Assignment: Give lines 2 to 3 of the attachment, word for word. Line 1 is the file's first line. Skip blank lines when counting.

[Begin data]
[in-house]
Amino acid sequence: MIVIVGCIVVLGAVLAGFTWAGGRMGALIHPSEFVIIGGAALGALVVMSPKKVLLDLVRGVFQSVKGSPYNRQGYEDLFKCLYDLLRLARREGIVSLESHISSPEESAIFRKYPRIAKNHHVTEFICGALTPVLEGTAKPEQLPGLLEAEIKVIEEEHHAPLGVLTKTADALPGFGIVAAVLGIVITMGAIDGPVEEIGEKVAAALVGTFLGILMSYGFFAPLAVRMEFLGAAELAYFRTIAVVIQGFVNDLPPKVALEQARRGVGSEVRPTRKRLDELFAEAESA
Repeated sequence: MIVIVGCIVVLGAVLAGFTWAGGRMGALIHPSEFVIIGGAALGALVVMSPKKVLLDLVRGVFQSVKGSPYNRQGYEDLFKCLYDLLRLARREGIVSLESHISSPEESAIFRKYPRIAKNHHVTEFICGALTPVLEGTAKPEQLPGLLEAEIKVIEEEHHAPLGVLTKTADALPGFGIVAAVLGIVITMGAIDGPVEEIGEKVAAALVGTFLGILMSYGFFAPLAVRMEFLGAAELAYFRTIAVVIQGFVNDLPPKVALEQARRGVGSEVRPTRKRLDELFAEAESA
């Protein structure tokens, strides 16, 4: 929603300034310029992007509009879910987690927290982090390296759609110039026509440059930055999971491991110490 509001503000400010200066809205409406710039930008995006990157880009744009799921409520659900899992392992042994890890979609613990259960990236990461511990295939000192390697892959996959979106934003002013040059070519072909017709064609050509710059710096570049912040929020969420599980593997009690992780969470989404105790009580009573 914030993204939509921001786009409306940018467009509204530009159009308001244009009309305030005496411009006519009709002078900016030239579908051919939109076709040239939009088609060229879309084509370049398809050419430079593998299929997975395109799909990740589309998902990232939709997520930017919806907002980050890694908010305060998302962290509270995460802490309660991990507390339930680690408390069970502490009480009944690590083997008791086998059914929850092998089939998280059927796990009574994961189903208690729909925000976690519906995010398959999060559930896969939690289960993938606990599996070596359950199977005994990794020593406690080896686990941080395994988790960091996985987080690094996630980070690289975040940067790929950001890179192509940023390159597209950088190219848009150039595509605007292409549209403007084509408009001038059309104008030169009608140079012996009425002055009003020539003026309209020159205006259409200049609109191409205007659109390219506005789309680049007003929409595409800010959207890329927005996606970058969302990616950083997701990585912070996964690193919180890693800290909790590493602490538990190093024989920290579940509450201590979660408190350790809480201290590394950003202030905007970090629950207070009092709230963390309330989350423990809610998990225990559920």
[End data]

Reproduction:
Amino acid sequence: MIVIVGCIVVLGAVLAGFTWAGGRMGALIHPSEFVIIGGAALGALVVMSPKKVLLDLVRGVFQSVKGSPYNRQGYEDLFKCLYDLLRLARREGIVSLESHISSPEESAIFRKYPRIAKNHHVTEFICGALTPVLEGTAKPEQLPGLLEAEIKVIEEEHHAPLGVLTKTADALPGFGIVAAVLGIVITMGAIDGPVEEIGEKVAAALVGTFLGILMSYGFFAPLAVRMEFLGAAELAYFRTIAVVIQGFVNDLPPKVALEQARRGVGSEVRPTRKRLDELFAEAESA
Repeated sequence: MIVIVGCIVVLGAVLAGFTWAGGRMGALIHPSEFVIIGGAALGALVVMSPKKVLLDLVRGVFQSVKGSPYNRQGYEDLFKCLYDLLRLARREGIVSLESHISSPEESAIFRKYPRIAKNHHVTEFICGALTPVLEGTAKPEQLPGLLEAEIKVIEEEHHAPLGVLTKTADALPGFGIVAAVLGIVITMGAIDGPVEEIGEKVAAALVGTFLGILMSYGFFAPLAVRMEFLGAAELAYFRTIAVVIQGFVNDLPPKVALEQARRGVGSEVRPTRKRLDELFAEAESA